Why Going Green Can Make Your Business More Profitable

Why going green can make your business more profitable? Going green led to Apple generating 100% of energy from solar panels in its campus and UPS saving an estimated $85m per year by optimizing its delivery. Cost reduction aside, going green also attracts customers and talents since a survey reported 52% of people being more eco-friendly than 6 months ago, supporting businesses that care about social responsibility.

Global Insights Pulse Survey reported that 52% of the 9,370 people from 26 countries said they are more eco-friendly than they were 6 months ago, a 2% rise in percentage points since the June 2021 Pulse Survey.

As environmental sustainability gains global traction, consumers and investors are now more conscious about a product’s origins and its company’s business practices than ever. Unlike in the past, price is no longer the only motivation when it comes to “adding to cart”.

Businesses have benefited from going green.

TNW reported on how companies like Apple are cutting huge energy costs thanks to their use of solar panels, and UPS saves an estimated $85 million per year that their delivery trucks’ machine learning system saved.

At a roundtable featured on The Business Times, the CEO of China Everbright Water, CapitaLand Mall Trust Management, and City Developments shared how their organisations continue to reap the benefits of promoting sustainability. In transforming wastewater into clean water for communities, Everbright has adopted the Environmental, Safety, Health, and Social Responsibility Management System, boosting the company’s long-term overall efficiency. 

Why has the adoption of sustainable practices become a topic of interest?

“We are in the beginning of mass extinction and all you can talk about is money and fairy tales of eternal economic growth” ~ Greta Thunberg.

Environmental activists today are more persuasive, influential, and aggressive. 

Ever since environmental activist Greta Thunberg’s presence at the “School Strike for Climate” campaign had gone viral on the internet, environmental awareness among netizens has taken a global effect, inspiring thousands of young people across the world. Her actions have catalyzed millions of environmental awareness campaigns across social media and transformed consumers’ self-awareness towards sustainable business practices.

As such, it has become prevalent for us to witness major shifts in their business marketing campaigns towards ethically sourced green products. Today, social media influencers who have been outsourced by market brands have also learned to take notice of companies’ manufacturing origins before signing any agreement, for fears of being blacklisted by their followers for supporting unethical businesses.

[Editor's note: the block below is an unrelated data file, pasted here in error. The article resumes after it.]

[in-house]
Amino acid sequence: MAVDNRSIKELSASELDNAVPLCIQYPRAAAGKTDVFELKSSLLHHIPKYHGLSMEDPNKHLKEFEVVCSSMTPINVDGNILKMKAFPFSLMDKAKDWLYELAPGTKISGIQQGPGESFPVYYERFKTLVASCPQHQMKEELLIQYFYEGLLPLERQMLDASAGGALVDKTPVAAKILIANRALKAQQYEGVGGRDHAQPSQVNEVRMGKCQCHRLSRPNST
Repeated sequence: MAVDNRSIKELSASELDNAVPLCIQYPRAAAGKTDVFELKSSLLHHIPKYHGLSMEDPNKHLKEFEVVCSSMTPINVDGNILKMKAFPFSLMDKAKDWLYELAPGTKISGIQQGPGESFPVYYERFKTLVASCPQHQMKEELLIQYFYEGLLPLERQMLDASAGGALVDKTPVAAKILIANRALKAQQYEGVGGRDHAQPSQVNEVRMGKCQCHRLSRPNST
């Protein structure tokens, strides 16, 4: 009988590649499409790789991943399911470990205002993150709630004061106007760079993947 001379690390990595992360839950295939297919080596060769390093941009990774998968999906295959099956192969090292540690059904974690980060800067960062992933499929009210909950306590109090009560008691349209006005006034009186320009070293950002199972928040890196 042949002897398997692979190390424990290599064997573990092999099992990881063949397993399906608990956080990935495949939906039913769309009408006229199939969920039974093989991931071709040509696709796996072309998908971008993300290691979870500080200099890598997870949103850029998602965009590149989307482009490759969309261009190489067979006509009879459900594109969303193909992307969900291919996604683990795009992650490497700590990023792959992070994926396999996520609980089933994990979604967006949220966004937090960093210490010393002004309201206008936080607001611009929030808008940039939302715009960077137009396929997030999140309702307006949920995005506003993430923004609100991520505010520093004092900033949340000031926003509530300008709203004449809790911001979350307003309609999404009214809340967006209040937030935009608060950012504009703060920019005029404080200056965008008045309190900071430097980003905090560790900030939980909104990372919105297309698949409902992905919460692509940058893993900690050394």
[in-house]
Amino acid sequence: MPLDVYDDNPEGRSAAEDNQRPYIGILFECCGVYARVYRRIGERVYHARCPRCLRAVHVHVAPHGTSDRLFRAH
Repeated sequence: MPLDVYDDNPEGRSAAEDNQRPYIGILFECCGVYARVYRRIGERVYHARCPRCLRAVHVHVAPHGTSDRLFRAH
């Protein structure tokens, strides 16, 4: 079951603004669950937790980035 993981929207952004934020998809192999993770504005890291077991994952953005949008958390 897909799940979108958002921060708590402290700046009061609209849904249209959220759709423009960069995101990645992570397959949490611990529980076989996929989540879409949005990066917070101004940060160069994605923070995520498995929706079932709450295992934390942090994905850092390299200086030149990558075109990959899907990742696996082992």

In Singapore, the environmental ministry even pays social media influencers to spread the word on climate change. According to The Straits Times, the initiative called the #ClimateActionSG Instagram Photo Contest, involves the micro-influencers posting photographs of themselves practising eco-friendly habits in Singapore, and urging others to do the same. 

The adoption of environmentally sustainable business practices has become a topic of interest, with growing environmental activism and governmental efforts to raise public awareness about the significance of climate problems. Going green may not only appeal to businesses who wish to positively contribute towards climate causes but also empower businesses to win the hearts of the growing number of eco-friendly consumers

Why are consumers looking out for green products?

Millennials - increasingly say they want brands that embrace purpose and sustainability. 

According to the Nielsen report, "Brands that are able to strategically connect (sustainability) to actual behavior are in a good place to capitalize on increased consumer expectation and demand." The report adds, "Sustainability claims on packagings must also reflect how a company operates inside and out." More customers are demanding sustainable products from sustainable companies. The time for businesses to go green is more pressing than ever if they do not wish to lose out in this changing consumer landscape. 

Consumer trend - Green is the new black.

With rising threats to the environment, an increasing number of consumers have started to pay attention to sustainable development to protect the world we live in. The concepts of green purchase and green marketing have gradually become popular. 

  • Green Purchase (which refers to eco-friendly product consumption activities conducted by consumers to save resources and protect the environment)
  • Green Marketing (which refers to the marketing activities designed by enterprises for all consumers) are strategies used by companies to minimize the environmental impact of their products and services. 

Many companies have changed their production strategies to actively respond to environmental problems and changes in consumers’ environmental attitudes. Most consumer theories that explore the impact of individual factors on green purchase behavior believe that increased exposure to environmental knowledge and values is impacting green purchase behavior by influencing consumers’ environmental attitudes.